Get access

Constitutive activation of the mitogen-activated protein kinase pathway impairs vitamin D signaling in human prostate epithelial cells

Authors

  • Zhentao Zhang,

    1. Department of Foods and Nutrition, Purdue University, West Lafayette, Indiana
    2. Interdepartmental Graduate Nutrition Program, Purdue University, West Lafayette, Indiana
    Search for more papers by this author
  • Pavlo Kovalenko,

    1. Department of Foods and Nutrition, Purdue University, West Lafayette, Indiana
    2. Interdepartmental Graduate Nutrition Program, Purdue University, West Lafayette, Indiana
    Search for more papers by this author
  • Min Cui,

    1. Department of Foods and Nutrition, Purdue University, West Lafayette, Indiana
    Search for more papers by this author
  • Marsha DeSmet,

    1. Department of Foods and Nutrition, Purdue University, West Lafayette, Indiana
    2. Purdue University Interdisciplinary Life Science Ph.D. Program (PULSe), Purdue University, West Lafayette, Indiana
    Search for more papers by this author
  • Steven K. Clinton,

    1. Division of Hematology and Oncology, Department of Internal Medicine, Comprehensive Cancer Center, The Ohio State University, Columbus, Ohio
    Search for more papers by this author
  • James C. Fleet

    Corresponding author
    1. Department of Foods and Nutrition, Purdue University, West Lafayette, Indiana
    2. Purdue University Center for Cancer Research, Purdue University, West Lafayette, Indiana
    • Department of Foods and Nutrition, Purdue University, 700 West State St., West Lafayette, IN 47907-2059.
    Search for more papers by this author

Abstract

We studied the effect of prolonged activation of mitogen-activated protein kinase (MAPK) signaling on 1,25 dihydroxyvitamin D (1,25(OH)2D3) action in the immortalized human prostate epithelial cell line RWPE1 and its Ki-Ras transformed clone RWPE2. 1,25(OH)2D3-treatment caused growth arrest and induced gene expression in both cell lines but the response was blunted in RWPE2 cells. Vitamin D receptor (VDR) levels were lower in RWPE2 cells but VDR over-expression did not increase vitamin-D-mediated gene transcription in either cell line. In contrast, MAPK inhibition restored normal vitamin D transcriptional responses in RWPE2 cells and MAPK activation with constitutively active MEK1R4F reduced vitamin-D-regulated transcription in RWPE1 cells. 1,25(OH)2D3-mediated transcription depends upon the VDR and its heterodimeric partner the retinoid X receptor (RXR) so we studied whether changes in the VDR–RXR transcription complex occur in response to MAPK activation. Mutation of putative phosphorylation sites in the activation function 1 (AF-1) domain (S32A, T82A) of RXRα restored 1,25(OH)2D3-mediated transactivation in RWPE2 cells. Mammalian two-hybrid and co-immunoprecipitation assays revealed a vitamin-D-independent interaction between steroid receptor co-activator-1 (SRC-1) and RXRα that was reduced by MAPK activation and was restored in RWPE2 cells by mutating S32 and T82 in the RXRα AF-1 domain. Our data show that a common contributor to cancer development, prolonged activation of MAPK signaling, impairs 1,25(OH)2D3-mediated transcription in prostate epithelial cells. This is due in part to the phosphorylation of critical amino acids in the RXRα AF-1 domain and impaired co-activator recruitment. J. Cell. Physiol. 224: 433–442, 2010. © 2010 Wiley-Liss, Inc.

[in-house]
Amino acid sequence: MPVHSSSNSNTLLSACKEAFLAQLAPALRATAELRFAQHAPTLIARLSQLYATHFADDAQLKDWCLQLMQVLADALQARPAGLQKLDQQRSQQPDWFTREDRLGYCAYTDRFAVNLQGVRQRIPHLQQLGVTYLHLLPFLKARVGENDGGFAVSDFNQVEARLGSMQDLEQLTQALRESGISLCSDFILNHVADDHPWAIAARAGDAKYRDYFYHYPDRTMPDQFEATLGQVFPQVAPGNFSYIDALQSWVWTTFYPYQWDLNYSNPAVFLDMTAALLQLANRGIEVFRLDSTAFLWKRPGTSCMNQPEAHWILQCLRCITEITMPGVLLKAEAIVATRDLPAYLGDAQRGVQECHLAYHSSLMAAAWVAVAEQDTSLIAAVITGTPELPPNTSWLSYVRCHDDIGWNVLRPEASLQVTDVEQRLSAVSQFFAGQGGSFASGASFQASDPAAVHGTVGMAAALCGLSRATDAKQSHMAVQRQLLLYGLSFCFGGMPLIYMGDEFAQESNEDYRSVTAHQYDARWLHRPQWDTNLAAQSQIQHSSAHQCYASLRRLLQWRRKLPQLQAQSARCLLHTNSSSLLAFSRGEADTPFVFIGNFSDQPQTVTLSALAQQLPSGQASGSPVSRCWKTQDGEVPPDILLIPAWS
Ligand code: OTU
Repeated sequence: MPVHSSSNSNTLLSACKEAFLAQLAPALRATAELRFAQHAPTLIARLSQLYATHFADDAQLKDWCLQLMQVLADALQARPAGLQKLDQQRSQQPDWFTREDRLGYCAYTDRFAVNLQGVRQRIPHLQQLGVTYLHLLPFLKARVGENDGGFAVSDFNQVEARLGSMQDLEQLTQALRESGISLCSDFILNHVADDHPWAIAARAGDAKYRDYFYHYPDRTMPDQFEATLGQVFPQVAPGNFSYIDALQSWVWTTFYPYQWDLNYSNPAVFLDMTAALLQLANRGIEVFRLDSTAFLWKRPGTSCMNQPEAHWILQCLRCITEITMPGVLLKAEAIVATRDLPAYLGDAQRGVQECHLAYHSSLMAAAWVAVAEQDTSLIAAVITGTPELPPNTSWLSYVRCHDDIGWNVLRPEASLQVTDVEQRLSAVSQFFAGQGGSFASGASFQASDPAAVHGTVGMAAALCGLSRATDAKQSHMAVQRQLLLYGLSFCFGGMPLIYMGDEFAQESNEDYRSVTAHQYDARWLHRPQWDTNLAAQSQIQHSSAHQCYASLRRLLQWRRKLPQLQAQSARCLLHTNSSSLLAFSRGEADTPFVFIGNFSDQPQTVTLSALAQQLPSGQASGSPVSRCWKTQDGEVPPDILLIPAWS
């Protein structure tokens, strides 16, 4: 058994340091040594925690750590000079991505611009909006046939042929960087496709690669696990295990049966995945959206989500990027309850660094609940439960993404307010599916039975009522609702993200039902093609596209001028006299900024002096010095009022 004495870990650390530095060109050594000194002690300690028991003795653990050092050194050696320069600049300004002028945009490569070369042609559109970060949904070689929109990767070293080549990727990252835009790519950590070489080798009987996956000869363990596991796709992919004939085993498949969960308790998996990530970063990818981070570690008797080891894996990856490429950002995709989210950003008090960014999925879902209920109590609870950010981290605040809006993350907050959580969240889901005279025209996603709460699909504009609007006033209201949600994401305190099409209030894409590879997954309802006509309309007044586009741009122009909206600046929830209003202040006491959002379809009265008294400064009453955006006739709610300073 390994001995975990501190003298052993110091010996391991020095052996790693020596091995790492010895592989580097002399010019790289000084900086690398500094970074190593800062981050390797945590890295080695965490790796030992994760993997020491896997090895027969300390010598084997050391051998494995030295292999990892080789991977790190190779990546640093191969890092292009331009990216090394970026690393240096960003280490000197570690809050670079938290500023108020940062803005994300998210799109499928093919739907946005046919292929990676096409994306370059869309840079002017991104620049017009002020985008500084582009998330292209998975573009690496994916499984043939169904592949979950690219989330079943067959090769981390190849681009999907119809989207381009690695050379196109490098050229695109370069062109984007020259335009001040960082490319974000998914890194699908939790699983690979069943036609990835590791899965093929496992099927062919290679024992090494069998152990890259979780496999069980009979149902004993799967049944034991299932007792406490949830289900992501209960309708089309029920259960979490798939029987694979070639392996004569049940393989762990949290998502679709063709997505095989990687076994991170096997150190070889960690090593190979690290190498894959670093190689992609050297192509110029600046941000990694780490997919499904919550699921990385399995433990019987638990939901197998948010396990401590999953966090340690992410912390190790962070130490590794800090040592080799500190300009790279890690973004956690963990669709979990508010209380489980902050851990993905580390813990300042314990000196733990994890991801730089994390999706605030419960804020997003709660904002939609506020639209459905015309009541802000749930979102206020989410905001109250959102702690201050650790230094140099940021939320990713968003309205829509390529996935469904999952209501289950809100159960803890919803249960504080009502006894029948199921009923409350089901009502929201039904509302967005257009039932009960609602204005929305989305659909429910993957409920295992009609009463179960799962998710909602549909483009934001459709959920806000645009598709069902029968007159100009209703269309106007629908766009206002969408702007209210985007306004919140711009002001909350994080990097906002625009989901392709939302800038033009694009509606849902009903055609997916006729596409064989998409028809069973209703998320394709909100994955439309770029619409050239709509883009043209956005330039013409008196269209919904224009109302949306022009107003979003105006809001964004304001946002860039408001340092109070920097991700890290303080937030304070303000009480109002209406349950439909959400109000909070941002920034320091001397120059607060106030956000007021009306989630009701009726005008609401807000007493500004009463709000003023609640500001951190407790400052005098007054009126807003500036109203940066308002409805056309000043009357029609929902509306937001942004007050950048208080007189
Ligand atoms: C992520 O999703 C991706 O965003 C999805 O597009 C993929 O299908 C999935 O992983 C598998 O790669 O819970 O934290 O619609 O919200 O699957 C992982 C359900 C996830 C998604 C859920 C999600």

Ancillary